Appendix 3: Smart and Virtual Classrooms

The design of electronic teaching spaces can have a substantial impact on their use. The equipment has to be transparent -- predictable, simple to understand and easy to use. Anybody who uses these instructional spaces should be able to expect support and training.

In addition, the technologically rich spaces SCSU currently has are not well suited to teaching and learning. Better environments have a low level of ambient noise and sophisticated lighting controls. Because the equipment itself adds to the noise level and because they may be doing more cooperative and collaborative projects, students in a technological instructional space need to be able to hear and see everyone in the class. Also, once they are more accustomed to using computers, students are more likely to begin bringing computers to class, which means the small tablet desks will be inadequate for all the materials needed for class.

When technological instructional spaces are designed, attention needs to be paid to ergonomics. The electrical, networking, atmospheric and furniture needs of technologically rich instructional spaces are different from the requirements of traditional classrooms, which means that budgets for instructional spaces must include money for the ambient environment. Budgets must also include money for technical support personnel, who may need to be in the room during classes, who may need to provide ongoing maintenance and who may need to assist instructors as well as the University itself in the design and maintenance of these rooms.

Electronic Media Delivery System

At present, audio-visual equipment (VCRs and monitors) must be transported across campus, an inefficient and costly method of supporting the instructional process. With the telecommunications infrastructure currently deployed throughout the campus, we are well prepared to implement a new approach in the delivery of instructional support materials to the classroom. An campus-wide Electronic Media Delivery system is designed around a high-speed digital server upon which instructional support materials would reside. This server should be capable of storing video, graphics, audio files and any other materials that could be coded to the digital domain and then accessed from classrooms over the campus data network. This Electronic Media Delivery system would support simultaneous, multiple users accessing the same materials at random locations within the program.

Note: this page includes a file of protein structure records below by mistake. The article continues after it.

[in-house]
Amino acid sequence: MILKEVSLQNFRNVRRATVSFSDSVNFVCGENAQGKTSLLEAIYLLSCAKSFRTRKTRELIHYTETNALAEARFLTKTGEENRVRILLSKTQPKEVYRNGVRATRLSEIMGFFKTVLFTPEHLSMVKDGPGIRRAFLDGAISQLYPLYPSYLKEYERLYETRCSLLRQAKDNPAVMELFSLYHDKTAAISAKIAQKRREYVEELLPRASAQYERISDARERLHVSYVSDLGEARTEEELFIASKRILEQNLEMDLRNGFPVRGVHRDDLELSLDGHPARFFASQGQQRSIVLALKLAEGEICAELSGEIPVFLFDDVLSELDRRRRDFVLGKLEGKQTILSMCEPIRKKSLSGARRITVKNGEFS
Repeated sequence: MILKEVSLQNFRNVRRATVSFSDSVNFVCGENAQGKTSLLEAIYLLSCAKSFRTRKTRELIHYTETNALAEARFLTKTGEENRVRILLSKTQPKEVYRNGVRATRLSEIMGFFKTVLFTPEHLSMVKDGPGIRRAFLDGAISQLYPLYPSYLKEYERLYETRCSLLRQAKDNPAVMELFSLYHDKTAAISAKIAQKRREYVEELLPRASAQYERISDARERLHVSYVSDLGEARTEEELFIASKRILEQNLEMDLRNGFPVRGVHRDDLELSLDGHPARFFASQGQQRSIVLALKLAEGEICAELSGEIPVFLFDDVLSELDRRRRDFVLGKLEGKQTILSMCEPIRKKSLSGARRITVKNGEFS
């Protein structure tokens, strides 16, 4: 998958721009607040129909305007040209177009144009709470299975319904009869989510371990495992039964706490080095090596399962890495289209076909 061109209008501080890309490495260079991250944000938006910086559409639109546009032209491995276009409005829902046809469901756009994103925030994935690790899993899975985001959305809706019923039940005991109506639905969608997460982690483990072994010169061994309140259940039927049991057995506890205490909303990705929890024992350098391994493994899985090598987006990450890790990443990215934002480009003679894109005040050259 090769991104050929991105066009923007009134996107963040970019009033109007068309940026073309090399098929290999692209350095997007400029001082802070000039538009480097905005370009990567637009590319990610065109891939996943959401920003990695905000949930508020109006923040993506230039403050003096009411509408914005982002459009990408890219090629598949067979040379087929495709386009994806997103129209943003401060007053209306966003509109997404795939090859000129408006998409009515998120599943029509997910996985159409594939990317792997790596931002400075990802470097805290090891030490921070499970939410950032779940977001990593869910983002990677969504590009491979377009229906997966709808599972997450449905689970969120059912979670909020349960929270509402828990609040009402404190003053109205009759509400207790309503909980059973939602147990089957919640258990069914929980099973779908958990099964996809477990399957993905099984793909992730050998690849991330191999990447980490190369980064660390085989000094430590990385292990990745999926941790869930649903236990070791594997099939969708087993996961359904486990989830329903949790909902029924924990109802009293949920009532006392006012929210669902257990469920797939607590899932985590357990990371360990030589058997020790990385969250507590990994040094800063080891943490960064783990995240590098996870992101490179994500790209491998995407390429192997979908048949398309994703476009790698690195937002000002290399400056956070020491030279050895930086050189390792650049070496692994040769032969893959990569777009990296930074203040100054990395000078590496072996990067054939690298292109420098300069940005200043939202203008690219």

Basic level of instructional technology

We recommend that over a five-year period all commonly used classrooms be equipped with a basic level of instructional technology, including the following:

  • data connection with bandwidth capable of video on demand or video conferencing
  • video/data projection system capable of displaying current computer-scanrates
  • electronic overhead/visualizer
  • videotape playback (VCR)
  • projection screen
  • telephone with conferencing capabilities
  • instructor's station with laptop connection

Smart Classrooms

In addition to the technology available in the "basic" or traditional classroom, smart classrooms need to have technology that allows the teacher or leader to broadcast or project materials. Such additional technology might include the following:

  • an instructor's station with a built-in multimedia PC
  • a smart board (electronic white board)
  • a means of projecting materials from the local PC or the Web onto the projection screen

Computer Classrooms

In addition to the technology available in smart classrooms, computer classrooms need to have technology that allows students to work at their own computers. Such additional technology might include the following:

  • adequate ethernet connections for all student desktop computers in the room to be able to be used simultaneously
  • an adequate workstation for each student, including a good-quality monitor, speakers and sound card, and so on
  • sufficient RAM for multitasking and multiple open windows
  • sufficient printers

Distance Education

For rooms able to be used for distance learning, some or all of the following to the basic and smart classroom level of technology would be needed:

  • Media control system (touch panel)
  • Fiber-optic connections to the Distance Learning Network Operations Center
  • Cameras, microphones and sound system
  • Student tables hot-wired with data and power connections

For SCSU to successfully implement virtual classrooms, the following list of tools is needed:

  • A secure, high capacity, expandable Web server dedicated solely to virtual classrooms
  • Web support personnel to deal with technical and pedagogical issues
  • Software for online discussion forums and rooms and student progress tracking
  • High speed remote access (modem) providing greater than current supported speeds (33.6 Kbs)